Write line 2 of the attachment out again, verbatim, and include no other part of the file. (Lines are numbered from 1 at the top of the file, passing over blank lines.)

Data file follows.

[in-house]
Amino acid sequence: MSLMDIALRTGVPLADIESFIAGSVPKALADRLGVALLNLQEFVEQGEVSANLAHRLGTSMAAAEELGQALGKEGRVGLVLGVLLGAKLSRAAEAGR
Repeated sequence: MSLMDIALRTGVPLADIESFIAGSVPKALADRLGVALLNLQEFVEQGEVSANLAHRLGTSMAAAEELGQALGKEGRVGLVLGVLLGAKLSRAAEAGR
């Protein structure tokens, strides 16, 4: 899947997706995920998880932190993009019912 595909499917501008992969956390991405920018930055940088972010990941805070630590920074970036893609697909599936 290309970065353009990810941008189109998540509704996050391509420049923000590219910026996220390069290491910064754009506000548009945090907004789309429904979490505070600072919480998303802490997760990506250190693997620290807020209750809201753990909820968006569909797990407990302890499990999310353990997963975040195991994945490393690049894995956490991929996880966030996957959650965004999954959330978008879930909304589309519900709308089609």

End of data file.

Amino acid sequence: MSLMDIALRTGVPLADIESFIAGSVPKALADRLGVALLNLQEFVEQGEVSANLAHRLGTSMAAAEELGQALGKEGRVGLVLGVLLGAKLSRAAEAGR